Poll Shows New Jerseyans Overwhelmingly Support Proposed Step Therapy Regulations

November 10, 2021


TRENTON  – By a significant majority, New Jerseyans would like to see protections put in place that control the practice of step therapy by health insurance companies according to a poll released today by the American Cancer Society Cancer Action Network (ACS CAN). The poll results were released as the New Jersey state legislature is considering step therapy reform legislation during the lame duck session. According to the poll, two of three New Jerseyans or 64% support putting controls on step therapy. Only 25% oppose these controls.  Legislation that would govern step therapy passed the Assembly in March and has been awaiting consideration in the Senate for several months now.

Step therapy policies, also known as fail first, are used by health insurers to force patients to try medications that insurance companies choose, requiring the patient to “fail first” before gaining access to the medicine originally prescribed by their health care provider. This insurance practice undermines a doctor’s ability to appropriately treat patients with serious diseases and can greatly impede patient recovery.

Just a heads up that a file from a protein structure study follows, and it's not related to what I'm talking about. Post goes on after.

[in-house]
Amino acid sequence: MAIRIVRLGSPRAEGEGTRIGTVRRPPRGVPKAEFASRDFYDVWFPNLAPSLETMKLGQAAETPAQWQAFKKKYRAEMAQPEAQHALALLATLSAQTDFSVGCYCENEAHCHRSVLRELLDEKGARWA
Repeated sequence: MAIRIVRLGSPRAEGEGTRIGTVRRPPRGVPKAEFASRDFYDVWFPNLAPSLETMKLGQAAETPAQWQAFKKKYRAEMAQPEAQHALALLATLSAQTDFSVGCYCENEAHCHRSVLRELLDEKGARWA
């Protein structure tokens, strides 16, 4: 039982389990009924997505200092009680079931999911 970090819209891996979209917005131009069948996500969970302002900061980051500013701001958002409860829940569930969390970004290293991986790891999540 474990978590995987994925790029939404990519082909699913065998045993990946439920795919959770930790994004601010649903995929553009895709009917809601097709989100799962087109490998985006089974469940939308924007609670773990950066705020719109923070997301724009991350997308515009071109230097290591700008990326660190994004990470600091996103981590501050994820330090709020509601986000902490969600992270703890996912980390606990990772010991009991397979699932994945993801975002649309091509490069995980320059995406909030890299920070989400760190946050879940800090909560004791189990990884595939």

The poll, conducted in October by TargetSmart, a leading national polling firm with expertise in politics, non-profits, labor organizations and enterprise solutions, also showed that while 40 percent strongly support the legislation, only 14 percent strongly oppose the proposed reforms. The poll also showed that support for governing step therapy crosses demographic and political boundaries. A majority of both Murphy and Ciattarelli supporters indicate support for the legislation. There is majority support for the policy across the state, with nearly two-thirds of those in population dense Northern New Jersey and Central New Jersey supportive and nearly 6-in-10 of those in South Jersey reporting they support step therapy reform as well.

“Patients need the right medicine at the right time and these poll results show that New Jerseyans want common sense safeguards put in place to protect against step therapy policies that may lead to delays in care, said Michael Davoli, ACS CAN New Jersey Government Relations Director. “Without safeguards in place like those included in the legislation under consideration by the legislature, step therapy truly gambles with the health of individuals with cancer and other serious illnesses..”

Over 35 patient and provider groups in New Jersey support the legislation which was already passed in the general assembly by an overwhelming majority. Twenty Senators are cosponsoring the bipartisan Senate bill championed by Senate Health Committee Chairperson Joseph Vitale. After months of discussion between lawmakers, advocates and payers in New Jersey, supporters of the reform bill are optimistic that the Senate will come to an agreement on the legislation this month because it balances patients' needs with efforts to contain costs. Twenty-nine states already regulate step therapy practices.